Tangela is a Pokémon covered by blue, seaweed-like vines that obscure its face. There is a small opening in the vines that reveals its eyes surrounded by a black space. The vines give Tangela a round shape, but it is unknown what it looks like without them. Its vines are covered in fine hair and are always growing. If damaged or lost, replacements are grown. There is a pair of red boot-like feet poking out from under the vines, but no visible arms.
Tangela can ensnare and entangle anything that moves too close to it with its vines. The vines constantly jiggle and sway, unnerving enemies and causing a tickling sensation if ensnared. Tangela's vines will snap off easily and painlessly if the target pulls on them, so it can quickly escape. Tangela can usually be found in temperate grasslands.
In Pokémon Scent-sation!, Erika used a Tangela during her Gymbattle against Ash. It is a strong Pokémon that manages to use its vines and Stun Spore in order to incapacitate the opponent. During the battle, it managed to take out Bulbasaur by using this combination. Erika then recalled Tangela when Ash sent out his Charmander. A second Tangela was seen in Celadon Gym. Erika's Tangela also appeared in I Choose You!, which is set in an alternate continuity of the main series; it was seen battling Pikachu but was defeated.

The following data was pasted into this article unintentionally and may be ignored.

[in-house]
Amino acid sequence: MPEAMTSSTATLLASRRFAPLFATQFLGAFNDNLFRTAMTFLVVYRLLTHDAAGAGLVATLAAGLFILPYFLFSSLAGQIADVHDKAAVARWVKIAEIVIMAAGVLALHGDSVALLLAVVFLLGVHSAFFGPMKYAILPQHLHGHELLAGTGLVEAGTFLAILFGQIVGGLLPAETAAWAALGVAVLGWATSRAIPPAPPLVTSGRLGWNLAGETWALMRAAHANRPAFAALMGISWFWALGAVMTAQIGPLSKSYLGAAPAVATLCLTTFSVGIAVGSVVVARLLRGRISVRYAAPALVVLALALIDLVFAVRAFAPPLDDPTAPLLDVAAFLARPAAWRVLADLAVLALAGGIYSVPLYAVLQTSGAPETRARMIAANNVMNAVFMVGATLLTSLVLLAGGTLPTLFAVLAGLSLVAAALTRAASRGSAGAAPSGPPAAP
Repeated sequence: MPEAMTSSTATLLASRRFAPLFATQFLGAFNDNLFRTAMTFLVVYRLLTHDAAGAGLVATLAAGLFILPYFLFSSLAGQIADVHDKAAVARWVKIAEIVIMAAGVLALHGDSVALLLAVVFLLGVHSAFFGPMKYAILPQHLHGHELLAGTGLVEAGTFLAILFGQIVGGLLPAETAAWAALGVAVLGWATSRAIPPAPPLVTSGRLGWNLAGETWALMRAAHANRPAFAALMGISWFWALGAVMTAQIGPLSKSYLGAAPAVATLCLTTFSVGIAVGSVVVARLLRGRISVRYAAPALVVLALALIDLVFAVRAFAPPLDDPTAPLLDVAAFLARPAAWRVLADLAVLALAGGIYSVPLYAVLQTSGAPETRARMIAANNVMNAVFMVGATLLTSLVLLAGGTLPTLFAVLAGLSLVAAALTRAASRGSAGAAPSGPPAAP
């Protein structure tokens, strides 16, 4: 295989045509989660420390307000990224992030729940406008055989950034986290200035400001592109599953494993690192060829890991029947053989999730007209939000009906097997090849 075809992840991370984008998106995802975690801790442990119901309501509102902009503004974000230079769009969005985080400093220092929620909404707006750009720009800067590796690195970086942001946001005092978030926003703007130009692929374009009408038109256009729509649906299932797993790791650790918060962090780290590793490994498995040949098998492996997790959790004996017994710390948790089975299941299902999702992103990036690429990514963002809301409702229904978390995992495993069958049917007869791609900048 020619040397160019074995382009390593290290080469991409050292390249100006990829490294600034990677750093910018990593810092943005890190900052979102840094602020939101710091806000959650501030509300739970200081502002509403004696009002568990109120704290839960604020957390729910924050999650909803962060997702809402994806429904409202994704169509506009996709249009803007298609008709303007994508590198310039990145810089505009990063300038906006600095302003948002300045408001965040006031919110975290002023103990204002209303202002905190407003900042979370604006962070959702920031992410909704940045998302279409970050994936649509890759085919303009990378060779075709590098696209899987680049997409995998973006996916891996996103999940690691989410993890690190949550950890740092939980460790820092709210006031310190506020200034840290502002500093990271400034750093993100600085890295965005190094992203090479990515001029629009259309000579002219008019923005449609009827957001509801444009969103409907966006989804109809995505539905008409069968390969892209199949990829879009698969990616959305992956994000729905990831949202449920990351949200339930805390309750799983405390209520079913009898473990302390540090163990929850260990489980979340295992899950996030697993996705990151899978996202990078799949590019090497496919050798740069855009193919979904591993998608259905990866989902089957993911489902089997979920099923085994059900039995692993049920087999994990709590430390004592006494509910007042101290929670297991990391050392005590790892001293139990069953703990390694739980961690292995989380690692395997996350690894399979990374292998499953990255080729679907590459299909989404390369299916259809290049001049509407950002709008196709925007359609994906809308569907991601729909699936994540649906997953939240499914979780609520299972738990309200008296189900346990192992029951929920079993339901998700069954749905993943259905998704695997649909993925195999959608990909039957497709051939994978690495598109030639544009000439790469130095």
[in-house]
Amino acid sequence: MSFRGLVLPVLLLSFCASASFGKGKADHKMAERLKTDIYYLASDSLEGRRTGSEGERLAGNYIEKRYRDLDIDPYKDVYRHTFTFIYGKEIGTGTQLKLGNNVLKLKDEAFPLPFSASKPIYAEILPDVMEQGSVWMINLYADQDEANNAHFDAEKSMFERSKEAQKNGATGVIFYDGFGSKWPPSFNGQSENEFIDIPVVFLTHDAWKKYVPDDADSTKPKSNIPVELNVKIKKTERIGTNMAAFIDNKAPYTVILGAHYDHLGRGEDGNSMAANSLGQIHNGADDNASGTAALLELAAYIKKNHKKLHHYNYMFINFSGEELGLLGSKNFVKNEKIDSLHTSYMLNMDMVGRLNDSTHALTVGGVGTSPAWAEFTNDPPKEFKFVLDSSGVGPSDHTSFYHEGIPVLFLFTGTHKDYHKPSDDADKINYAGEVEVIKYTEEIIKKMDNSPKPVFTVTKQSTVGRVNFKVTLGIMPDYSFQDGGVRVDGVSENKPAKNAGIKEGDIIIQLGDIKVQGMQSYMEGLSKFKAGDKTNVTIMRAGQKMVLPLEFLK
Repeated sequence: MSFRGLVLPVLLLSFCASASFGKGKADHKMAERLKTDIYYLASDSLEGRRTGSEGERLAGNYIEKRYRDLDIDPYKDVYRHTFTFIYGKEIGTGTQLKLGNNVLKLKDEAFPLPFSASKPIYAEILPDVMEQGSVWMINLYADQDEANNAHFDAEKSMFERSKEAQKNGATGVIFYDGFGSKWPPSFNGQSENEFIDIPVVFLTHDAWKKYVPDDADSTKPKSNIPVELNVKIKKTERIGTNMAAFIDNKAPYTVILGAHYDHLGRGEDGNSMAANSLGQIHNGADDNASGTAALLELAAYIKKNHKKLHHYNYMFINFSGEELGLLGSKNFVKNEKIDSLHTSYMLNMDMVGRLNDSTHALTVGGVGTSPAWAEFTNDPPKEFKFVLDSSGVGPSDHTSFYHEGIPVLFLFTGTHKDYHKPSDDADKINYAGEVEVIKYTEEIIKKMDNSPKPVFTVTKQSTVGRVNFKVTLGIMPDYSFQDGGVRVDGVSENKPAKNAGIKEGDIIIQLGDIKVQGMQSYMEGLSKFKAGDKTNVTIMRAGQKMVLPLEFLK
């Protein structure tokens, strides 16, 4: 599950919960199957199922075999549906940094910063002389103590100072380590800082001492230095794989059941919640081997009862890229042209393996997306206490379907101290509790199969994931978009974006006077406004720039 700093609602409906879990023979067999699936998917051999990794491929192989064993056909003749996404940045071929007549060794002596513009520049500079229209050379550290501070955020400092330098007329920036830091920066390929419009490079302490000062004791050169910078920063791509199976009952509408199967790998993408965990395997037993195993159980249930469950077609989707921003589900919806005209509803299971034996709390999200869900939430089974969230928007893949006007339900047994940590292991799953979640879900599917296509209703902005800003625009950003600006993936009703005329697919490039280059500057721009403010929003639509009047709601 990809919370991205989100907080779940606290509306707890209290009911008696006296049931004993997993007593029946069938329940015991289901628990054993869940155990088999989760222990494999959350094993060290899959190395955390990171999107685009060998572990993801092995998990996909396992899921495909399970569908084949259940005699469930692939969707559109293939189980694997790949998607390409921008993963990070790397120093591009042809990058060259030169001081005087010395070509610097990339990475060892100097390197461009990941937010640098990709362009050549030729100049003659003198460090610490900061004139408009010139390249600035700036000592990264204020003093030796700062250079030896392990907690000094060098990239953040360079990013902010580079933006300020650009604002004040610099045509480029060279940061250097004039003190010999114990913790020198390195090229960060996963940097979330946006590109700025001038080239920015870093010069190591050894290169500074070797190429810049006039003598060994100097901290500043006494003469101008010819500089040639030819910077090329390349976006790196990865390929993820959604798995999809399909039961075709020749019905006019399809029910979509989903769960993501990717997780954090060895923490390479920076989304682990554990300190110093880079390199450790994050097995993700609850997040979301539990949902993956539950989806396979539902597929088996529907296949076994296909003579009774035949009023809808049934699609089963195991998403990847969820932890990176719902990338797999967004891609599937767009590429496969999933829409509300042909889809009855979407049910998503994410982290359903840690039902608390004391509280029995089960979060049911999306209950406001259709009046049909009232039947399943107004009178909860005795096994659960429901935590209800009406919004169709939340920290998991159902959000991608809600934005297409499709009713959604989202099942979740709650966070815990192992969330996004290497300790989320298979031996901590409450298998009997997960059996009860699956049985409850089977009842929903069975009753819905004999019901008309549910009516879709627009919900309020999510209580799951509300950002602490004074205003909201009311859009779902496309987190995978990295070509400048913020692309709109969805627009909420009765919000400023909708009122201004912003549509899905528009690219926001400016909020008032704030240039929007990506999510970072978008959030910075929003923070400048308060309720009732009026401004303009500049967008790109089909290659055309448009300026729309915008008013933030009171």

Tangela physically debuted in Blame it on Eevee. Like her counterparts in other media, Erika of Pokémon Adventures has a Tangela in her arsenal. This Tangela goes by the nickname of Angela in the English translations, or Mon-chan in Japanese.
Due to the mystery around Tangela's appearance under its vines, it may be based on the swamp monster from the short story "It!" by Theodore Sturgeon. In addition, it may also be inspired by the Sargassum seaweed monsters written by the English writer William Hope Hodgson, which inspired monsters in Japanese pop culture.
Its Pokédex entries state that its vines will entangled with its surroundings. This may be a reference to thigmotropism, a biological reaction plants have towards contact that encourages them to coil around objects they touch as they grow, allowing stability in their stems and branches.
Tangela may be a combination of tangle and -ella (A common suffix used in botany).
Monjara may be based on もじゃもじゃ mojamoja (shaggy or unkempt) or 毛むくじゃら kemukujara (hairy or densely covered in thick hair). It may also include monster.